By Matthew E. Fink, MD

Professor and Chairman, Department of Neurology, Weill Cornell Medical College; Neurologist-in-Chief, New York Presbyterian Hospital

Dr. Fink reports he is a retained consultant for Procter & Gamble and Pfizer.

SOURCE: Tsivgoulis G, Zand R, Katsanos AH, et al. Risk of symptomatic intracerebral hemorrhage after intravenous thrombolysis in patients with acute ischemic stroke and high cerebral microbleed burden. A meta-analysis. JAMA Neurol 2016;73:675-683.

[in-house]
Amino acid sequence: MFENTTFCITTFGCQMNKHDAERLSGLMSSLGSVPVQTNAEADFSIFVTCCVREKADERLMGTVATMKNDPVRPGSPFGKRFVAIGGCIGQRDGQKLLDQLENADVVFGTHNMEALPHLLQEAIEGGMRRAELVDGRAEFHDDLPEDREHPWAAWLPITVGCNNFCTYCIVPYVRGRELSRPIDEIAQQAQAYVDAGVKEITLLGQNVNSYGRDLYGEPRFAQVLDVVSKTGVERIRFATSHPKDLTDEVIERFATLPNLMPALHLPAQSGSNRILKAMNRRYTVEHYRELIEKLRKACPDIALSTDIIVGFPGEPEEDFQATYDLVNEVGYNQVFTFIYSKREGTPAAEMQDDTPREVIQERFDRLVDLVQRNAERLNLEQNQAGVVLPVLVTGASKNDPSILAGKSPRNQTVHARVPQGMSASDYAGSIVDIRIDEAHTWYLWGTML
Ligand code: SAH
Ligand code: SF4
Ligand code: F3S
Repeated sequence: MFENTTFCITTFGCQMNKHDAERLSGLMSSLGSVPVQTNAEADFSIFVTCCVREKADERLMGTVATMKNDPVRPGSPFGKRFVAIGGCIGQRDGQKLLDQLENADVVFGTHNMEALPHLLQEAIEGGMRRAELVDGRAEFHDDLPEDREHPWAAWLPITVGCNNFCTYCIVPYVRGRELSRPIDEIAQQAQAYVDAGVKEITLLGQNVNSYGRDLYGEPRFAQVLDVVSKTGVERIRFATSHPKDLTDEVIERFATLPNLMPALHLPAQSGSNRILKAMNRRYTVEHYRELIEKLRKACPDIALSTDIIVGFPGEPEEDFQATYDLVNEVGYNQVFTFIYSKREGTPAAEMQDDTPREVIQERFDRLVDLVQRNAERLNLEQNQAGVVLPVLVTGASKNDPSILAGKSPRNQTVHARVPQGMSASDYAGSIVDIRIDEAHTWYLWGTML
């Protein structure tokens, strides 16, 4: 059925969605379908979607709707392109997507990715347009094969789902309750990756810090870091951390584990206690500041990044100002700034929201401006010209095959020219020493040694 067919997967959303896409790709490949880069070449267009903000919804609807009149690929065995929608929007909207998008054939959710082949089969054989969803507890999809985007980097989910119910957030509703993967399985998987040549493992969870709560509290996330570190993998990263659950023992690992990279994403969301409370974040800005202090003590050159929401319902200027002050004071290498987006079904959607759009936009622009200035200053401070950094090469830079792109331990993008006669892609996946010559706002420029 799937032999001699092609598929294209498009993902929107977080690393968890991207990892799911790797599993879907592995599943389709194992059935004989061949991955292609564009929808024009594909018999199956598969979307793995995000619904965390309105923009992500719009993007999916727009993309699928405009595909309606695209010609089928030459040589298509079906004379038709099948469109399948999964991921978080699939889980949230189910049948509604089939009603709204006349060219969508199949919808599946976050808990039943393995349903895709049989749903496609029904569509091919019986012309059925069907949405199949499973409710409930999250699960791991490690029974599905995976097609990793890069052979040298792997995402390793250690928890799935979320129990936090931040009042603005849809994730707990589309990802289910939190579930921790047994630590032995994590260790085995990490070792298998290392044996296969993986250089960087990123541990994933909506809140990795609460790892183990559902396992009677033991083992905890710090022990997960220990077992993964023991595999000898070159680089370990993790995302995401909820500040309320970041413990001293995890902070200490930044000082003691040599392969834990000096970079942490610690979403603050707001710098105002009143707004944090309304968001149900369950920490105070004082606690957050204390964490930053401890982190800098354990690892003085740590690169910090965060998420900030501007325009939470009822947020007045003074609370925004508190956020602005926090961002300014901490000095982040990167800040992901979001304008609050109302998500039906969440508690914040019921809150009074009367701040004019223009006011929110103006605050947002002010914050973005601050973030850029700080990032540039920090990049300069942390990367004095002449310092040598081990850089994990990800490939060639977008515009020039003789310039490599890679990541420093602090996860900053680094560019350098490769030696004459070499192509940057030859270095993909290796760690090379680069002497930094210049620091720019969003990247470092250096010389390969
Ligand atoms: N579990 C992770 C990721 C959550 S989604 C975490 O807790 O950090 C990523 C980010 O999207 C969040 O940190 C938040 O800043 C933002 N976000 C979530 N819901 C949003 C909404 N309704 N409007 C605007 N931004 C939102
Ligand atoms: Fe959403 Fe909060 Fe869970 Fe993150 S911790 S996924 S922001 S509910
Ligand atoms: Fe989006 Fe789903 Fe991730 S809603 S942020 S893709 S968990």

Cerebral microbleeds (CMBs), as visualized on gradient-echo or susceptibility-weighted MRI, are considered markers of bleeding-prone cerebral microvessels and constitute a significant and independent predictor of future intracerebral hemorrhage. However, the risk of these abnormalities in patients undergoing thrombolysis is uncertain, and observational studies have shown conflicting results. The authors undertook a literature review and meta-analysis to investigate the association of a high cerebral microbleed burden (> 10 CMBs on pre-IV thrombolysis MRI) and the risk of symptomatic intracranial hemorrhage following thrombolysis for acute ischemic stroke. Symptomatic hemorrhage was defined as any intracranial bleed with neurological worsening 4 points on the NIH stroke scale score. After a comprehensive literature review, nine studies were identified comprising 2,479 patients with acute ischemic stroke. The risk of symptomatic intracranial hemorrhage after thrombolysis was found to be higher in patients who had CMBs compared to patients without CMBs (risk ratio = 2.36). A higher risk for hemorrhage was detected in patients with a high CMB burden (> 10 CMBs) when compared with patients who had 0 to 10 CMBs (risk ratio = 12.10). The presence of cerebral microbleeds and a high CMB burden on pretreatment MRI were independently associated with symptomatic intracranial hemorrhage in patients treated for acute ischemic stroke with thrombolysis. CMB burden should be included as part of the individual risk stratification formula for patients when the decision is being made to administer IV thrombolysis.